After a really good start, the lake is currently at elevation 21.8 feet, typical for early May and consistent with normal annual operations. However, because of recent dry conditions and forecasts, and significantly earlier than normal snow melt, Corps water managers intend to complete refill by mid-May instead of the usual June 1 target date.
“If we wait until late May, there may not be sufficient lake inflow to get us to elevation 22 feet,” said Ken Brettmann, senior water manager with the Seattle District, U.S. Army Corps of Engineers.
Getting the lake to 22 feet is extremely important since every inch of water in the 2-foot operating band is needed for fish passage, lockages, and managing water quality throughout the season.
Refilling early last year helped immensely during the record-breaking drought but Corps officials still needed to alter lock operations. Even with the operational changes of the early refill, limiting water usage for smolt flumes, maximizing lockage efficiency and delaying lockages, the lake briefly fell below the 20 foot minimum elevation water managers try to maintain.
“Last year’s challenging drought conditions reinforced how important it is to fill the lake to the 22 foot elevation each year,” said Brettmann.
Depending on conditions, the lake may remain at full pool through June. The official lake level is measured at the Locks. Lake Washington levels may vary due to the natural gradient between the lake and the locks or wind that can push the lake levels up for short durations.
Vessel owners should closely monitor lake elevations and adjust mooring lines as necessary.
More information on Lake Washington’s status is available on the Corps’ Seattle District Reservoir Control Center website at http://bit.ly/NWS-RCC.
Key points to keep in mind
1. The Corps can only control outflow and unless it starts raining we cannot expect much inflow.
2. The Corps has a federal mandate to keep the lake level at a maximum of 22ft to keep from flooding shore services.
3. The Corps keeps water no lower than 20ft (during winter months) but they have to keep locks working for commerce and allow endangered fish to transit the lock so without rain the water level will go down.
How to be prepared
Ed Waddington gave a presentation on the variety of situations that we as floating home owners should watch out for and introduced some solutions.(Low water issues -Ed Waddington)
• First, work with your dock neighbors as a community to solve specific problems on your dock. Every dock has a unique situation.
• Share your discussion about problems and solutions on the FHA Facebook page. https://www.facebook.com/FloatingHomesAssociation?fref=ts
• Check your electric, water, sewer, cable and gas lines. If lines are getting stretched call your utility or local business to make adjustments.
o PSE Gas/Electric Emergency: 888 225-5773
• Check businesses listed on seattlefloatinghomes.org and if you find other contractors who can help post them on Facebook.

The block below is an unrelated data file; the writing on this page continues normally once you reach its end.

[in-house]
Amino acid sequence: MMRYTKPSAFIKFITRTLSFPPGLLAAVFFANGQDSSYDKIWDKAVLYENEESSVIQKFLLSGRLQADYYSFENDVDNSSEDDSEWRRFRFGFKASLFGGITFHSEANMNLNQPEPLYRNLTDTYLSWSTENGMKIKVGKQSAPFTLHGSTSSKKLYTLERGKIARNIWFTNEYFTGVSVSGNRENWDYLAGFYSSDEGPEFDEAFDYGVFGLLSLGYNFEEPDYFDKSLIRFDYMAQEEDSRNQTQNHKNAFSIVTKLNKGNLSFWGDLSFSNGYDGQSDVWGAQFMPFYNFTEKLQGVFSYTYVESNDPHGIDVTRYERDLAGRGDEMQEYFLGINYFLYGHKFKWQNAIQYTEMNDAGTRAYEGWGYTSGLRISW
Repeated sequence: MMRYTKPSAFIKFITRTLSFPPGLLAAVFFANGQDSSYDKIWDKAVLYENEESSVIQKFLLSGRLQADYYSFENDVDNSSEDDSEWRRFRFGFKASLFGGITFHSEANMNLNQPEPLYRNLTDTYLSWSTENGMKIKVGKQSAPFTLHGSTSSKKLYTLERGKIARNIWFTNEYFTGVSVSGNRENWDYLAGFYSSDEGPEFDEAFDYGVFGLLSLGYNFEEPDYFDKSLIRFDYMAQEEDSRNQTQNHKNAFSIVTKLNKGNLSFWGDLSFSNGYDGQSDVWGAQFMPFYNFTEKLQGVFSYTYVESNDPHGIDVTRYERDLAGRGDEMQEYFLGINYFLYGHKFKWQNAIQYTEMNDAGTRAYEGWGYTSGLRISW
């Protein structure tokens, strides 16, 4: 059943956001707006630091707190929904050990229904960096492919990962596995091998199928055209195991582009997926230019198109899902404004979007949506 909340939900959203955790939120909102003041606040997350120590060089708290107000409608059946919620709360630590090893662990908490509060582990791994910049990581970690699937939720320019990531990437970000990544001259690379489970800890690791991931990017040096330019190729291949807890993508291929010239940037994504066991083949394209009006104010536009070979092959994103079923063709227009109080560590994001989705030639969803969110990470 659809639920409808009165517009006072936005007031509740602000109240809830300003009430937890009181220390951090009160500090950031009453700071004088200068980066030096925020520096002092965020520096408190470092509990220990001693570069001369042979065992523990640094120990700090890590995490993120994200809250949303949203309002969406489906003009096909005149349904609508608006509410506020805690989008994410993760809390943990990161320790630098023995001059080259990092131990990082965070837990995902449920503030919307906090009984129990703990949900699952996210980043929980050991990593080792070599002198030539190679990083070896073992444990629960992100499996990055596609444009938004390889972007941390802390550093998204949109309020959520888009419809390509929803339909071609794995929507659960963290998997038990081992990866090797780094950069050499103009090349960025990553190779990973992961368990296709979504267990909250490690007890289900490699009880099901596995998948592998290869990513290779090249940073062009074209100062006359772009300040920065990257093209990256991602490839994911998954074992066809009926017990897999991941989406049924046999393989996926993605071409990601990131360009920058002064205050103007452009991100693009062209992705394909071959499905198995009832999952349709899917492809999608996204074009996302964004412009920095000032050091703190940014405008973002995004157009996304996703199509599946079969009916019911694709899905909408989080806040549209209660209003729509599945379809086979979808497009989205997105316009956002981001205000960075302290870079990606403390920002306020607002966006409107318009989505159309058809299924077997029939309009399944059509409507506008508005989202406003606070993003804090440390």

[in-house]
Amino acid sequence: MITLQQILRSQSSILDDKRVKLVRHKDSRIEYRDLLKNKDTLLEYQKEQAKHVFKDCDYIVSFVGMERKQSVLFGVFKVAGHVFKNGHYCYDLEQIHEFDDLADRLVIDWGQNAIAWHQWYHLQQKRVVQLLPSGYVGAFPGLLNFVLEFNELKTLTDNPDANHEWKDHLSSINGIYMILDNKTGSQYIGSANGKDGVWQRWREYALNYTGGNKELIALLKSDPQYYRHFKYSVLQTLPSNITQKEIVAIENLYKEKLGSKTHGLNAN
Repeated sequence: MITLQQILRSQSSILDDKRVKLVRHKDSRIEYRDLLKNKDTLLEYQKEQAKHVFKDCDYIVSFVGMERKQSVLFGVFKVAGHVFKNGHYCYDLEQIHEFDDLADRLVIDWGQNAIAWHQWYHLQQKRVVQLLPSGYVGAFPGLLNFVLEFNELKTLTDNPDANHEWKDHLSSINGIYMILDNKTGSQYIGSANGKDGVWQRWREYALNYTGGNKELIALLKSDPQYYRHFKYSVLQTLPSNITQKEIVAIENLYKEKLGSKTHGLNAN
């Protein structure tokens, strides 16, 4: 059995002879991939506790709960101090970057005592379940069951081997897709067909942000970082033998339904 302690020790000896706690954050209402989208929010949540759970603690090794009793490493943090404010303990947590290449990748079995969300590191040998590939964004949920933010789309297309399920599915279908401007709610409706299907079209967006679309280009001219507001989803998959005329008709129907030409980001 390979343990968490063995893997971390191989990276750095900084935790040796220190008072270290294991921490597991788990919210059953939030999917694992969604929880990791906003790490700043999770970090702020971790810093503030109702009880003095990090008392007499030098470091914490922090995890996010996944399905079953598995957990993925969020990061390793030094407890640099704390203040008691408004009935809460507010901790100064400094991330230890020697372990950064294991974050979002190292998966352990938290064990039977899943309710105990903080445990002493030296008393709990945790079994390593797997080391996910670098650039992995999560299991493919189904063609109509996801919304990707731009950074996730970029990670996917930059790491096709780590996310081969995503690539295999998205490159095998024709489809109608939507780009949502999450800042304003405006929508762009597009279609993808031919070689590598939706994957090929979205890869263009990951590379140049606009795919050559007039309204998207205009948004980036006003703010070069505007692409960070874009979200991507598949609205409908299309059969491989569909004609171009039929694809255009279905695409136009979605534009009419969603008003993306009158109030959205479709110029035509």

• Work with dock members to understand the sewer system.
• Make sure you have back check valves in sewer lines.
• If you are on a gravity feed system to your primary tank you may have to add a personal sump tank and pump to transfer your household waste to your dock’s primary sump tank.
• Be proactive and consider having divers check how high you are floating above the bottom.
• Work with your flotation service to design a plan for what to do now and when the water level rises.
• Lighten up. Your house is a boat, if you take weight off it floats higher. Rent a storage unit and temporarily move things off until water comes back. Books, plants, heavy furniture, and appliances may need to be removed or adjusted.
• Work with your dock to see if it is possible and makes sense to temporarily move your house further away from the shore to deeper water.
• If grounded talk to flotation service about adding flotation to keep your home balanced and then remove it when the water level rises.
• When the rises be ready to have crushed barrels replaced.
• If for any reason your house becomes uninhabitable start considering plans for alternative housing.
• Contact you insurance company and discuss coverage.
• Time is short to act this year and many solutions may be short term. It is time to start looking at long term plans.
Floating home owners have historically overcome many obstacles by working together as a community. Now, as always, we are in this together. Use dock meetings to analyze problems and solutions. Utilize the FHA Facebook page as a way to communicate your problems and solutions with other docks.
Seattle Floating Homes Association: http://seattlefloatinghomes.org/
Seattle Floating Homes Facebook Group where you can post questions for other floating home owners and residents: https://www.facebook.com/groups/SeattleFloatingHomesAssociation/
SPU Water/Sewer Emergency: 206 386-1800
PSE Gas/Electric Emergency: 888 225-5773
Aqua Dive Services-James Hicks email@example.com 206.782.0157
Flotation Services- Greg Johnston firstname.lastname@example.org 425.652.0205
Chuck Murray – email@example.com 206.709.4292